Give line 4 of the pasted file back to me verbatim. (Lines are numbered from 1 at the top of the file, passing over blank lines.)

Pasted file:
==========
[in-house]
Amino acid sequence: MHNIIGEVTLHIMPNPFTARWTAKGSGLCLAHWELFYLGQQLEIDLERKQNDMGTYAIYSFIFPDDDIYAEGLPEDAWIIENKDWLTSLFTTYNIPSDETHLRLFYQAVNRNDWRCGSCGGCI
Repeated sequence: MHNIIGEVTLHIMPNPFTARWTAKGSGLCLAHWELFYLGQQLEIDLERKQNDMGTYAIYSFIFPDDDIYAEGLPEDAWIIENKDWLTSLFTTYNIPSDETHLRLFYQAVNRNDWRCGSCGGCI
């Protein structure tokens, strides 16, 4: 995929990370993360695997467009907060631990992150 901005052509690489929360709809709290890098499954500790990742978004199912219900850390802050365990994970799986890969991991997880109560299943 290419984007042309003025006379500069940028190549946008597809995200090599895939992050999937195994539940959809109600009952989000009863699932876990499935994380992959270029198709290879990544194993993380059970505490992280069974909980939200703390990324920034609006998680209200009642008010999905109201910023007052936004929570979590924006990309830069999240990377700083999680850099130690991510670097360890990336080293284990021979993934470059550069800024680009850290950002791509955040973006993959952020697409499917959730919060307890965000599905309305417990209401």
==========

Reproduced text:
């Protein structure tokens, strides 16, 4: 995929990370993360695997467009907060631990992150 901005052509690489929360709809709290890098499954500790990742978004199912219900850390802050365990994970799986890969991991997880109560299943 290419984007042309003025006379500069940028190549946008597809995200090599895939992050999937195994539940959809109600009952989000009863699932876990499935994380992959270029198709290879990544194993993380059970505490992280069974909980939200703390990324920034609006998680209200009642008010999905109201910023007052936004929570979590924006990309830069999240990377700083999680850099130690991510670097360890990336080293284990021979993934470059550069800024680009850290950002791509955040973006993959952020697409499917959730919060307890965000599905309305417990209401």